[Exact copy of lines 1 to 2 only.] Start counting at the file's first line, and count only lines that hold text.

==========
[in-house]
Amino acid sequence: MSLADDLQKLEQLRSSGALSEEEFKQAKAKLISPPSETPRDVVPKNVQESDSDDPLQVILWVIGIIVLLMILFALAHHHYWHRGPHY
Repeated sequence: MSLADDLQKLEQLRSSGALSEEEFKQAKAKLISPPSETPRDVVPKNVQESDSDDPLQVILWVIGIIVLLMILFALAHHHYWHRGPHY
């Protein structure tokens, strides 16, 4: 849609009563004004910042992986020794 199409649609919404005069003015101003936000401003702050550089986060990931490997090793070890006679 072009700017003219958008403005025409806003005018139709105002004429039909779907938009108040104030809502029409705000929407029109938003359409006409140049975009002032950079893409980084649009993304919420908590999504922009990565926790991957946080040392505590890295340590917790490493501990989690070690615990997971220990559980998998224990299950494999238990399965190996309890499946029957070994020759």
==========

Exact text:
[in-house]
Amino acid sequence: MSLADDLQKLEQLRSSGALSEEEFKQAKAKLISPPSETPRDVVPKNVQESDSDDPLQVILWVIGIIVLLMILFALAHHHYWHRGPHY